Recently, I have been pondering the question: What type of priest would make a good missionary and or chaplain to the gay community? Of course, the penultimate example that always enters my mind is the Saintly Fr. John Harvey. He exquisitely combined the attributes of extreme charity and love with unwavering orthodoxy and personal stoutness. Therefore, it’s not a coincidence that I happened upon this description of a priest in the authoritative tome “Possessed by Satan,” (1963) written by Fr. Adolf Rodewyk:
“Not every priest is competent to undertake an exorcism, and ecclesiastical law, as well as the Rituale Romanum, lists a number of criteria to be used in the selection of an exorcist. Church law specifies:
Permission to drive out the Devil from a possessed person should be given by a superior only to a priest whose piety, wisdom, and untarnished conduct are exception.” The Rituale explains the reasoning behind this restriction, saying that the priest must be especially qualified “because he is to exercise this pious task not only as an expression of his own but God’s power, free of desire for earthly things, simply because of charity, integrity, and humility.” In addition, this demand is made: “He must also have reached a ripe age and should encourage admiration not only because of his position, but because of the solidity of his character.”
One more condition might have been added to this list: sufficient physical and mental health. One authority, Bishchofsberger, wrote in Verwaltung des Exorzistates (The Exorcistic Undertaking, 1883): “An ailing priest would be well advised to turn over the more difficult cases of possession to a healthy and vigorous as well as morally pure colleague. Anyone tending toward mental depression is unsuited to the task of exorcist. The same goes for anyone who tends to be anxious or fearful. Those least suited to conduct an exorcism are personalities that tend toward vacillation; and exorcist must, above all, be decisive and sure of himself.”
Of course, the majority of homosexual men and women are not possessed by satanic spirits, although there is a very strong strain of the demonic which runs through gay culture. This can primarily be witnessed in the gay world’s reliance upon: New-Age-isms, occultism, and anti-Christian rhetoric; sexual perversity of all sorts; and pornography as a communal focal point. Upon entering the gay universe, I immediately became aware of a pervasive hatred towards organized Christianity, especially Catholicism. In fact, according to a recent Pew Research Study, 79% of gays had a negative view of the Catholic Church; see: https://josephsciambra.com/2013/06/79-of-gays-have-negative-view-of.html This turns many towards a bizarre form of sexual hedonism, where their focus of worship lies strictly within the material: sex, the body, possessions. Unfortunately, it also promotes experimentation within the occult. Secondly, every form of sexual debauchery can be found within gay culture; of different varieties and fetishes that I never could have imagined. This is evidenced in complex hanky codes, endless internet acronyms, and the plethora of niche gay porn markets. Lastly, pornography is the main cultural coalescent in the gay community. During a recent outreach trip to The Castro, the world-famous gay district in San Francisco, I was taken aback by the multitudes of pornographic images on the storefront windows of every shop: from the pharmacy to the pub. The eroticized male body and the gay sex act are the defining image and moment within the main-stream gay lexicon.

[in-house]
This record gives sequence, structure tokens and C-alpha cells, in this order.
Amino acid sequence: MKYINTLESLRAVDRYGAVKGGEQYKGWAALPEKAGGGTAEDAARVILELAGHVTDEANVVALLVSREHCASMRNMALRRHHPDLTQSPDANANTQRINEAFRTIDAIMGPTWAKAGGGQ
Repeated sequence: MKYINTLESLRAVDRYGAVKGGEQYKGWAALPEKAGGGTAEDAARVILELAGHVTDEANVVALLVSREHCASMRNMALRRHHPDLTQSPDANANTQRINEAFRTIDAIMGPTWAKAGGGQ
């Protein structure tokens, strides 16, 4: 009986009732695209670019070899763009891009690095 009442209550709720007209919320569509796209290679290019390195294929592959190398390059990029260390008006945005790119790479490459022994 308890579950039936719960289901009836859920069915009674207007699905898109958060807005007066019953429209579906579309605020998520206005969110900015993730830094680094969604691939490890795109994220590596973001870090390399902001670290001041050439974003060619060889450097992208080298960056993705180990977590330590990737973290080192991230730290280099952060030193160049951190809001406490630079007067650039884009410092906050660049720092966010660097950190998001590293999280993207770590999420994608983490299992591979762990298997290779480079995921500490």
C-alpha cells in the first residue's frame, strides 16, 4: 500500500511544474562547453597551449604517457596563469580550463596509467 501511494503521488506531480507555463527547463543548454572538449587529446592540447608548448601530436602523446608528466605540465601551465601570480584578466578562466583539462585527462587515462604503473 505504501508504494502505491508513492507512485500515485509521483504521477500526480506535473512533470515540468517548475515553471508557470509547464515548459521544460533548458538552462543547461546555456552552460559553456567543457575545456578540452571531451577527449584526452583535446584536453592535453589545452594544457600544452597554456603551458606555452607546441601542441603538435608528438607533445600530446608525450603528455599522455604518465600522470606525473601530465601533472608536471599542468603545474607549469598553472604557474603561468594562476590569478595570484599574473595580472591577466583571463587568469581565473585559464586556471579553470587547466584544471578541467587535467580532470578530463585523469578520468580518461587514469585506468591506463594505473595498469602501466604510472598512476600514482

Consequently, any priest who would bravely seek out the salvation of lost souls in such a culture surely requires the very same attributes recommended for the exorcist. Even though, the heterosexual pop-culture of today also exhibits the same degeneracy and fallen-nature of the gay world, in homosexuality: these vices are intensified and concentrated into a smaller population; in addition, the attachment to these deviances are stronger and more deeply engrained in the person as they have a root attachment in childhood and psychological woundedness. Therefore, the priest must be accustomed at both ministering to the mind, body, and the soul. For gay men and women have been genuinely injured by trauma. They seek out safety and acceptance within a fortified commune of like-minded individuals. Because they have been so profoundly hurt, they will react with anger and viciousness towards anyone they perceive as a threat to their security. Priests are especially vulnerable to attack, because they represent a hierarchical spiritual belief system that is based upon the family: they see the priest-father as their unloving and unemotional birth-father that rejected them. In addition, the clarity and decisiveness of Catholic dogma, in their minds, brings back memories of an unaccepting society and an intransigent religion that told them they were evil. Hence, the priest-missionary must successfully redefine the Catholic teachings on homosexuality to the gay person: this should be done with Love, but also with concrete devotion to the Truth; and the belief that the Truth is what will ultimately save the soul. The priest must be a man of prayer; backed by a resolute team of constantly praying faithful. The Sacraments must be the center of his existence. He must be kind during Confession, but also unflappable. Lastly, the priest must be extremely comfortable with his own sense of masculinity: any sign of weakness will be perceived as a form of silent affiliation. Gay men, in particular, need virtuous male role models: of true manliness, chastity, and strength. In essence, the priest must stand as “In persona Christi.” We all have to pray that the Lord brings up more men such as these. And, for those priests currently in the trenches: prayers, fasting, and sacrifices offered in their names – is an obligation of all Catholics.